Mike
Mike Powers
http://www.mallofmagic.com 

Stanyon Inner circle Landrum, S.C. by way of Chicago 3415 Posts 
Is this accomplished with an In or Out Faro?
Stanyon
aka Steve Taylor "Every move a move!" "If you've enjoyed my performance half as much as I've enjoyed performing for you, then you've enjoyed it twice as much as me!" 

alexandreventura New user 5 Posts 
Since we don't know if the universe is infinite, it's unlikely that any big number can match an infinite amount of atoms in the universe


ekgdoc Regular user 108 Posts 
Quote:
On Sep 13, 2020, alexandreventura wrote: As I noted in the original post, we are talking about the number of atoms in the OBSERVABLE universe. David M. 

Mike Powers Inner circle Midwest 2944 Posts 
It's incorrect to say that there are more ways to arrange a deck of cards than atoms in the known universe or THE universe. The number is in the ballpark of the number of atoms in our milky way galaxy. The galaxy has about 200 to 400 billion stars. That's the comparison.
The observable universe has about 200 billion GALAXIES! So the comparison is to the number of atoms in OUR galaxy not the number of atoms in the universe. Mike
Mike Powers
http://www.mallofmagic.com 

ekgdoc Regular user 108 Posts 
Quote:
On Sep 13, 2020, Mike Powers wrote: Mike, remember that cards can be face up and face down, as after a triumph shuffle. In this case, there are more ways to arrange a deck of cards than atoms in the observable universe. (52! approximates the number atoms in the Milky Way and is the number of arrangements if cards all face the same direction.) David M.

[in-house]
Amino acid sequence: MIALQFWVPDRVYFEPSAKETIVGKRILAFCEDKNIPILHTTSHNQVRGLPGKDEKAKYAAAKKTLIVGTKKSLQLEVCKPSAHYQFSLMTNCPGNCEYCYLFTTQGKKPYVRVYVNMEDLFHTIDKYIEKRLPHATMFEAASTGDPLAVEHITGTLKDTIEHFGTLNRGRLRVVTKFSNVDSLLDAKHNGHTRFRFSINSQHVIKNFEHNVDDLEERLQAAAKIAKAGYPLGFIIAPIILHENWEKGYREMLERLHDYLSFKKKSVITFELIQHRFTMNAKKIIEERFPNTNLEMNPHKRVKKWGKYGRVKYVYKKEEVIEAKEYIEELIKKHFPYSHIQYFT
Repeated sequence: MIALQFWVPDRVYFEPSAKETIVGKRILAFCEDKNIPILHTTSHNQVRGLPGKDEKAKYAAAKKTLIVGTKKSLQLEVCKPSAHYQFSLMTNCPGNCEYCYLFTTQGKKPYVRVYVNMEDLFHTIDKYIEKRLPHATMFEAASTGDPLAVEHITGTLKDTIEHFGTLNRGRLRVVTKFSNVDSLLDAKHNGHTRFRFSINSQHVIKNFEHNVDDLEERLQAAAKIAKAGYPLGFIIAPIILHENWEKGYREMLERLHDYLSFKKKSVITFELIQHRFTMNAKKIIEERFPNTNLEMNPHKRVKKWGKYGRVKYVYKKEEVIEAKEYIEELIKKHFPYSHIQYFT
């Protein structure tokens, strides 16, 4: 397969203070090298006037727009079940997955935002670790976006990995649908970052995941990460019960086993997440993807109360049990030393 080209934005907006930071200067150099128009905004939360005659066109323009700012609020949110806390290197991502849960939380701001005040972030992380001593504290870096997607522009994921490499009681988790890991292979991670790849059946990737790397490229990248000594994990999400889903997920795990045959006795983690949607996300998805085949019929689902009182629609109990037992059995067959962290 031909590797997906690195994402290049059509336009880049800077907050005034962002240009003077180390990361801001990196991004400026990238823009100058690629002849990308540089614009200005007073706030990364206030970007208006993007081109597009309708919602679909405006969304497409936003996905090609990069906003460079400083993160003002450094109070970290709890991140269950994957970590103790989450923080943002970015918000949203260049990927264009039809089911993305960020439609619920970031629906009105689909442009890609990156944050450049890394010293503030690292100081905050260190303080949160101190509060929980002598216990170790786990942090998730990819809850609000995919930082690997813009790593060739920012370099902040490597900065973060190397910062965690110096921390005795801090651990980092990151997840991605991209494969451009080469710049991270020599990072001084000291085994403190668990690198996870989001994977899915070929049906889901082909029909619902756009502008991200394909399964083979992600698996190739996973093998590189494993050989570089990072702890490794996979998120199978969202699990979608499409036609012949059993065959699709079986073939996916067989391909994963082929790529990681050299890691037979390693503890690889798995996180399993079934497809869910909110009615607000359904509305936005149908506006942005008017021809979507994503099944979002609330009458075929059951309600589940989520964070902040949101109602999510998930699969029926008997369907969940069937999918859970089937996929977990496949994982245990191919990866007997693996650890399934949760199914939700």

Tortuga Inner circle St. Louis, MO 1043 Posts 
How does one count the number of atoms in something?
It's never crowded on the extra mile....


mlippo Inner circle Trieste (Italy) 1149 Posts 
Quote:
On Sep 14, 2020, Tortuga wrote: With lotsa patience ... 

Mike Powers Inner circle Midwest 2944 Posts 
I think unless specified, shuffle means FD into FD. Maybe I missed the reference to a triumph shuffle.
M
Mike Powers
http://www.mallofmagic.com 

ekgdoc Regular user 108 Posts 
Quote:
On Sep 15, 2020, Mike Powers wrote: The original post said nothing about shuffling. I mentioned the triumph shuffle only as a point of clarification. For lay people, I might introduce the concept like this: "Imagine I take this deck of cards, toss it up in the air, and then gather up all the cards. The cards would be really mixed up. Some cards face up, some cards face down, a real mess." One could then segway into a discussion on the number of different ways such a deck could be arranged. David M. 

MC Mirak Regular user 190 Posts 
Quote:
On Sep 14, 2020, Tortuga wrote: https://en.wikipedia.org/wiki/Avogadro_constant Quote:
The Avogadro constant (NA[1] or L[2]) is the proportionality factor that relates the number of constituent particles (usually molecules, atoms or ions) in a sample with the amount of substance in that sample. Its SI unit is the reciprocal mole, and it is defined as NA = 6.02214076X1023 mol1. It is named after the Italian scientist Amedeo Avogadro.